A verb is a word that expresses an action, an event, or a state of being about the subject. Many ASL verbs can be modulated to indicate the subject and the object in a sentence. These inflected verbs are called indicating verbs. An indicating verb contain the information about the subjet-object structure.
The following base verbs that you learn in ASL 101 are some examples that can be modulated to contain the information about the subject and the object.
ask, copy, give, help, look-at, show, pay, tell, ...
For example, the indicating verb you-give-hir is a single signed verb in a ASL sentence [t]book[t] you-give-hir. The English translation is as follows: You give him/her the book.
If you change the movement in the opposite direction as above, the subject and the object are changed. That is, "S/he gives you the book."
This ASL verb help is a regular or base verb. It can be inflected within the subject-action-object structure.
This verb help is modified in direction, in which the signer moves from herself (the subject/pronoun "I") toward you (the object/pronoun "you"), that is "I help you."
Changing the direction results in a different subject-object structure. It indicates you-help-me.
The direction of this movement indicates help him/her. The locative in the right space refers to "her/him/it". The pronoun in ASL has no gender identity; it is neutral.
Not all verbs can be inflected. Below is a list of some ASL verbs that cannot be inflected. They are called plain verbs.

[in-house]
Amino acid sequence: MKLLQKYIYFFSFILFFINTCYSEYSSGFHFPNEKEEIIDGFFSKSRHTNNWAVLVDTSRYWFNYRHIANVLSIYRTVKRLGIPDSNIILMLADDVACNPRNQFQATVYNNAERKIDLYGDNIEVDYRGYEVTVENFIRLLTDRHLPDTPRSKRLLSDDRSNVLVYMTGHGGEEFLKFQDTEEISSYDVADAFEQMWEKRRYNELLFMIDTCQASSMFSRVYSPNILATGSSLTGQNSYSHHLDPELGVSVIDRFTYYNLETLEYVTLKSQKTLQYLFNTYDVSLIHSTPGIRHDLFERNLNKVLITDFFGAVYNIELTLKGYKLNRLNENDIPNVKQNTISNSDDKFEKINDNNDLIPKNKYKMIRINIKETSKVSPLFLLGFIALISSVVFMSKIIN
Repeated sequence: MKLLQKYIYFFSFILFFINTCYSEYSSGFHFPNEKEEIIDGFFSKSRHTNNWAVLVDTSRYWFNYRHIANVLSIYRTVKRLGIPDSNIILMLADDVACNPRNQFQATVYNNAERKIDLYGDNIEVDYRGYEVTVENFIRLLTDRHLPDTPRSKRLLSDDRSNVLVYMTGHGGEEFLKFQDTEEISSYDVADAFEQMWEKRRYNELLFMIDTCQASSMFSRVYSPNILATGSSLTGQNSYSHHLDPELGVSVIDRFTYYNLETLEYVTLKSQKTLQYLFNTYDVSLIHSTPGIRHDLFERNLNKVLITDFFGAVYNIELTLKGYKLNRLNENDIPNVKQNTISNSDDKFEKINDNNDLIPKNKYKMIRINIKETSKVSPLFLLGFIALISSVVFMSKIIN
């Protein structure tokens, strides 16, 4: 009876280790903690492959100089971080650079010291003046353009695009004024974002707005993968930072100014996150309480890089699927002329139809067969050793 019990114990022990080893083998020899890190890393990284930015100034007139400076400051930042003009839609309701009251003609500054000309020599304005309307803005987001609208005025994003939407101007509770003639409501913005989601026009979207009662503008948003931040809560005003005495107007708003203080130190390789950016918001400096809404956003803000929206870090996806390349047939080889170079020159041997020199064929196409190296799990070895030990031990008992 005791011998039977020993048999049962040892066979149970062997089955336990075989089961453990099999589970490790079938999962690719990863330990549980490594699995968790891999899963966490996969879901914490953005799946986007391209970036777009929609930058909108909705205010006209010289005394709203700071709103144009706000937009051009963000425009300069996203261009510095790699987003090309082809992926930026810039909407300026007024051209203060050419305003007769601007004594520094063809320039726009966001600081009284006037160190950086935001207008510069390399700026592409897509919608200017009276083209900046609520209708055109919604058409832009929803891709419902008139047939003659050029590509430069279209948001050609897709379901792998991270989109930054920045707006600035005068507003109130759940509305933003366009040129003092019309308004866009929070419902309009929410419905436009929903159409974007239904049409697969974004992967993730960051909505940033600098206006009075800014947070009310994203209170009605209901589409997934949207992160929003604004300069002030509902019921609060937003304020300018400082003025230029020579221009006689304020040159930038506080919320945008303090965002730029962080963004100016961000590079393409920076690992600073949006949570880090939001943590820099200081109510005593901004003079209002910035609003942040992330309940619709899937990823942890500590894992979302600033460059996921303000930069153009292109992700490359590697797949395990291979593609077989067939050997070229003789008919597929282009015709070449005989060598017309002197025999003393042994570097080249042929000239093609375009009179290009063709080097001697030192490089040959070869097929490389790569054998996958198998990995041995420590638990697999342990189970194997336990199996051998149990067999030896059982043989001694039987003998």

understand, know, ...
Now can you guess what it means? It's a crude equivalency to "I give you and you give me" or "we give each other".
In other word, the ASL word specifically means to-trade, to-exchange, or to give each other. It's called a reciprocal verb.
The ASL verb to-give can be inflected within a subject-action-object structure by changing a direction. The movement of this regular word to-give is not a directional verb.
The to-give is modified by directionality, in which the signer uses the same handshape of the verb to-give and moves from the herself (the subject/pronoun) toward you (the object/pronoun), that is "I give you." The indexing and the directionality are two of the modifiers in this sentence.
Changing the direction transforms from "I give it to you" to "you give it to me".
The signer says to the person B, "I give her/him" or "I give it to him/her". The handshape to-giveremains the same. The origin of the location is 'I' or 'me' (pronoun/indexing), the movement and direction indicate to-give, and the destination of the location refers to 'her/him/it' (pronoun/indexing).
Inversely, the opposite direction results in the sentence: "She/he gives it to me."
The signer, talking to the person B, says, "you give to him/her."
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Stories, poems, performance arts, etc. in sign language.
This documentation project follows a child's language acquisition, literacy development, and phonological acquisition in sign language, specifically ASL, from newborn to age five in a natural native-ASL environment and visual culture.